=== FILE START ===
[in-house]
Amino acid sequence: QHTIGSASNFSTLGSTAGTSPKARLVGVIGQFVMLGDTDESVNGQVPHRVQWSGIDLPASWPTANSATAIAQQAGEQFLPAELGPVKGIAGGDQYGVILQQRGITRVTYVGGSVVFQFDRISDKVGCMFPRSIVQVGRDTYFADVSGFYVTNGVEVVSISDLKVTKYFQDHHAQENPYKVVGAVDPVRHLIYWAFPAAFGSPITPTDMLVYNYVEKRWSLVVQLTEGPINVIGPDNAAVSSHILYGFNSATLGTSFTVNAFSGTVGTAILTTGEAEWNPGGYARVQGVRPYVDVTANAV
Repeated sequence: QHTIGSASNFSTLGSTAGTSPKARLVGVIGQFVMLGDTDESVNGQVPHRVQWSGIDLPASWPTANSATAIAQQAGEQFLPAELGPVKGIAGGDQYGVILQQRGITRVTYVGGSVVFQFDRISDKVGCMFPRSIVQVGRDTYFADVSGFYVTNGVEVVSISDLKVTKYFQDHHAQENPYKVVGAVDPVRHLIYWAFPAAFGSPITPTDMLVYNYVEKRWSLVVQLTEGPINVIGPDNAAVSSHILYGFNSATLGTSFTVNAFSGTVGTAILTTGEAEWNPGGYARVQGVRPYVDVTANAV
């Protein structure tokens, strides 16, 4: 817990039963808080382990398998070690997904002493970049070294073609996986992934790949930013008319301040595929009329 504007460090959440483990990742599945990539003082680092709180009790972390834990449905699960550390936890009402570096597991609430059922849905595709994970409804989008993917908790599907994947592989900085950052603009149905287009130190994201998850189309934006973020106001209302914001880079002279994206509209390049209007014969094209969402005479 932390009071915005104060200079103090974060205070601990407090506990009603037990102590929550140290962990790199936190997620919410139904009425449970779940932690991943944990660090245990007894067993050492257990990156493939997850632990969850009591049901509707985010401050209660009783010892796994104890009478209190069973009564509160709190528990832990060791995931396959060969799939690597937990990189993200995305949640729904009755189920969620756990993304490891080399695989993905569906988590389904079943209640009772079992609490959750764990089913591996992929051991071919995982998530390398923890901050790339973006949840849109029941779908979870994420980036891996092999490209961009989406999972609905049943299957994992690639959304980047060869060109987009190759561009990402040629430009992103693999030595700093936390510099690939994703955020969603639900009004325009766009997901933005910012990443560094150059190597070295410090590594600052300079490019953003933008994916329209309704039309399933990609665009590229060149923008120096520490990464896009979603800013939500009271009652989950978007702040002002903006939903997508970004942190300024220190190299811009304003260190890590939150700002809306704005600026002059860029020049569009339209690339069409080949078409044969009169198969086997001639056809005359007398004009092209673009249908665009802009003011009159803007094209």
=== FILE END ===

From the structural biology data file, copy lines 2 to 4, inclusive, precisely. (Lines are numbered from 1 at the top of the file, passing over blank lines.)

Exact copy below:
Amino acid sequence: QHTIGSASNFSTLGSTAGTSPKARLVGVIGQFVMLGDTDESVNGQVPHRVQWSGIDLPASWPTANSATAIAQQAGEQFLPAELGPVKGIAGGDQYGVILQQRGITRVTYVGGSVVFQFDRISDKVGCMFPRSIVQVGRDTYFADVSGFYVTNGVEVVSISDLKVTKYFQDHHAQENPYKVVGAVDPVRHLIYWAFPAAFGSPITPTDMLVYNYVEKRWSLVVQLTEGPINVIGPDNAAVSSHILYGFNSATLGTSFTVNAFSGTVGTAILTTGEAEWNPGGYARVQGVRPYVDVTANAV
Repeated sequence: QHTIGSASNFSTLGSTAGTSPKARLVGVIGQFVMLGDTDESVNGQVPHRVQWSGIDLPASWPTANSATAIAQQAGEQFLPAELGPVKGIAGGDQYGVILQQRGITRVTYVGGSVVFQFDRISDKVGCMFPRSIVQVGRDTYFADVSGFYVTNGVEVVSISDLKVTKYFQDHHAQENPYKVVGAVDPVRHLIYWAFPAAFGSPITPTDMLVYNYVEKRWSLVVQLTEGPINVIGPDNAAVSSHILYGFNSATLGTSFTVNAFSGTVGTAILTTGEAEWNPGGYARVQGVRPYVDVTANAV
């Protein structure tokens, strides 16, 4: 817990039963808080382990398998070690997904002493970049070294073609996986992934790949930013008319301040595929009329 504007460090959440483990990742599945990539003082680092709180009790972390834990449905699960550390936890009402570096597991609430059922849905595709994970409804989008993917908790599907994947592989900085950052603009149905287009130190994201998850189309934006973020106001209302914001880079002279994206509209390049209007014969094209969402005479 932390009071915005104060200079103090974060205070601990407090506990009603037990102590929550140290962990790199936190997620919410139904009425449970779940932690991943944990660090245990007894067993050492257990990156493939997850632990969850009591049901509707985010401050209660009783010892796994104890009478209190069973009564509160709190528990832990060791995931396959060969799939690597937990990189993200995305949640729904009755189920969620756990993304490891080399695989993905569906988590389904079943209640009772079992609490959750764990089913591996992929051991071919995982998530390398923890901050790339973006949840849109029941779908979870994420980036891996092999490209961009989406999972609905049943299957994992690639959304980047060869060109987009190759561009990402040629430009992103693999030595700093936390510099690939994703955020969603639900009004325009766009997901933005910012990443560094150059190597070295410090590594600052300079490019953003933008994916329209309704039309399933990609665009590229060149923008120096520490990464896009979603800013939500009271009652989950978007702040002002903006939903997508970004942190300024220190190299811009304003260190890590939150700002809306704005600026002059860029020049569009339209690339069409080949078409044969009169198969086997001639056809005359007398004009092209673009249908665009802009003011009159803007094209």